YC: You know I got to know him over the past few months. In my opinion, He’s an odd ball and I mean it in the most gracious way. He’s very private. He takes his work and the work he does very seriously. My only wrestling point could be as a film director and through the film culture that I’m familiar with. He’s almost what we called an autor in that way he’s like an artist. He treats his work like an art or an art form. I haven’t heard that in some of the research I’ve done on pro wrestlers and watching other films about pro wrestlers. This is the first time I got a feel of this guy is the real deal in the way he treats his canvas. He’s down to the detail every nuance. I would walk up to the word genius. Just across the board when u encounter someone who has a photographic memory of matches and doesn’t repeat himself. Trying to push and regardless of the walls set up against him. His entire story is about pushing the boundaries. That is what makes him remarkable as a wrestler that has kind of broken through with LGBT Community and even in a main stream people that didn’t know about wrestling labeled it that big F-word (fake). Which is such bullshit, when you look at it through Kenny’s eyes you see it is an art form. You understand that it takes effort and creativity, skill, a bit of a magician’s hand-sleight of hand (magicians) that’s beautiful. I love learning the origins of wrestling and its connections to magic. I really think that’s so cool and the history of wrestling.

I think Kenny as an artist understands that from the beginning, he knows the history he knows what he can do to add to the sport. That’s what I love about him. That’s what I love about him as a wrestler. That’s what drew me to him.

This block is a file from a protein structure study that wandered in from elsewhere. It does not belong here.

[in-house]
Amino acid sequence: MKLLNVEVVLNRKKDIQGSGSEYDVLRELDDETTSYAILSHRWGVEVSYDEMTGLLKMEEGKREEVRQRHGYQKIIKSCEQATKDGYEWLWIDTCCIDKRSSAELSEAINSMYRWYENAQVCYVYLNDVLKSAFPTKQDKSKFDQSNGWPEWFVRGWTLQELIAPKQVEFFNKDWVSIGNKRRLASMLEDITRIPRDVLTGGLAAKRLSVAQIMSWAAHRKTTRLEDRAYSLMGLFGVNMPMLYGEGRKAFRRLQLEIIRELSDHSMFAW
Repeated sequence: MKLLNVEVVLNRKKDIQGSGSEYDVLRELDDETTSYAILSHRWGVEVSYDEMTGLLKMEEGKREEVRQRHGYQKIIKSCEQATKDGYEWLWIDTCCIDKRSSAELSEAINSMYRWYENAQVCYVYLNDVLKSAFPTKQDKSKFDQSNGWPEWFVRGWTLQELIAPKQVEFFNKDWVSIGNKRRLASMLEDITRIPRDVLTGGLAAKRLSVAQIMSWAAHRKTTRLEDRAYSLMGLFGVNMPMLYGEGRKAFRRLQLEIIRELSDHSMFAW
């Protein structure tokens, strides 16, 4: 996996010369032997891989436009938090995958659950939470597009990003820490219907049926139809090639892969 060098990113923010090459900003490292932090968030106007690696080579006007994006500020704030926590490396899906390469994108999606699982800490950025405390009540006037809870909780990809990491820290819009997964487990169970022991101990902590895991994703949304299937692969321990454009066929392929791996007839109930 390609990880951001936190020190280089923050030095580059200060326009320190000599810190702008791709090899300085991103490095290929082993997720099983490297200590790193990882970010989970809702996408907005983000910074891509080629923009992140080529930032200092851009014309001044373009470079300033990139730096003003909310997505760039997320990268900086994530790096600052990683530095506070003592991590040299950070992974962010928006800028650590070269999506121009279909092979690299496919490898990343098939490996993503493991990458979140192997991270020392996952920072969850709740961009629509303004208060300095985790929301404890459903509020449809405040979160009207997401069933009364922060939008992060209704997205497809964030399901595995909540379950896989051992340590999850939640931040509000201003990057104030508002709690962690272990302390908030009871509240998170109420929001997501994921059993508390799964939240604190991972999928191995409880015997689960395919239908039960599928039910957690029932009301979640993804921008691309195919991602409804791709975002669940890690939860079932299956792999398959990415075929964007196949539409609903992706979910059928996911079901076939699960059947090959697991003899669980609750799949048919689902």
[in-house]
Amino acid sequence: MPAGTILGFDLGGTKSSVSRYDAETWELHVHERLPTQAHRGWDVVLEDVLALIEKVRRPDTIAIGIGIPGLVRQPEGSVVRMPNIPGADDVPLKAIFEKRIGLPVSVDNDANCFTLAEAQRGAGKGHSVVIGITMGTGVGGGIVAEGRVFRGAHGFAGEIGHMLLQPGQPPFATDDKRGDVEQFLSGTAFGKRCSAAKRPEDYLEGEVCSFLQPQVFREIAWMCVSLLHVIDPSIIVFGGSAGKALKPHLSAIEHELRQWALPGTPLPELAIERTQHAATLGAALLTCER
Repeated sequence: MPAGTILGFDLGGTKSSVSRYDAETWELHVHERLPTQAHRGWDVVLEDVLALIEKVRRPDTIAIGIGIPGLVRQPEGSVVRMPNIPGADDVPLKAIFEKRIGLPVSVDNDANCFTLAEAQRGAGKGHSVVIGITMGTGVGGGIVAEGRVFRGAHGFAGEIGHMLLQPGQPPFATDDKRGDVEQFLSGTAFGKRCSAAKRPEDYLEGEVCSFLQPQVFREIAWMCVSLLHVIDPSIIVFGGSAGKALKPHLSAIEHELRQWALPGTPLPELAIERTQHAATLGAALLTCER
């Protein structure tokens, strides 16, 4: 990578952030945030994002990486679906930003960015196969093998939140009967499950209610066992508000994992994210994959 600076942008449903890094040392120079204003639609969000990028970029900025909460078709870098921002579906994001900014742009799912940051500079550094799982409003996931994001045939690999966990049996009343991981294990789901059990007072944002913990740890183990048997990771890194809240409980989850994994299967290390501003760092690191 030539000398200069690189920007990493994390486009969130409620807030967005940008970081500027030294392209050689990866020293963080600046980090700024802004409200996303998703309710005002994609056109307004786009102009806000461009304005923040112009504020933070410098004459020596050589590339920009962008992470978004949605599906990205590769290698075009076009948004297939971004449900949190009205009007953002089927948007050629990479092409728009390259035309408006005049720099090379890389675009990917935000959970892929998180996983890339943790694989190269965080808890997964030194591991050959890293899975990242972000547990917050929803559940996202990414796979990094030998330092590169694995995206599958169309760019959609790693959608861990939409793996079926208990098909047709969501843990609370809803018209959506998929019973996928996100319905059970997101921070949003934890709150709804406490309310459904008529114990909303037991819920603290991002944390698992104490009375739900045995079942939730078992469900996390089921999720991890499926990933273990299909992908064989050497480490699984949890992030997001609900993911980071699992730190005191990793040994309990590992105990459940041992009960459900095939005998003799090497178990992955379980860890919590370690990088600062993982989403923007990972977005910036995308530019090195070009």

He bleeds for his work and his art of wrestling. There is truth regardless how u interrupt the golden lovers story. To him that was emotional and that was real thing.

AR: What did you find interesting about him after following him for some time? Am I correct in saying a year or around a year?

YC: For yeah about a year or under a year.

What I found interesting he’s such an elevated performer. Athletically and even in the way he creates and thinks about his moves. They are special and he’s really worked them through and creatively trying to reinvent. I also released that he’s also a human and he’s not invincible. Seeing him get injured, he endured the pain that he endured after a match behind the scenes. You know he’s hurting that’s real hurt and he’s gone through the laundry list with me on all the different things he’s broken. Its interesting to see him up close cause you know he can turn it on, and he tells me once he knows he’s in a match everything disappears. He channels it, its kind of remarkable how he can just focus, and everything disappears. But after the match and in-between matches it’s a flog. He’s 35 now there are real injuries in his body, and I worry about him. I know Jericho worries about him and all those guys that are the elite. Jericho is kind of a mentor in a way to these guys by helping them and advising them. Telling them, you guys don’t need to go all the way like in japan you can dial it back a bit and do enough, don’t kill yourself out there. He is genuinely worried about them.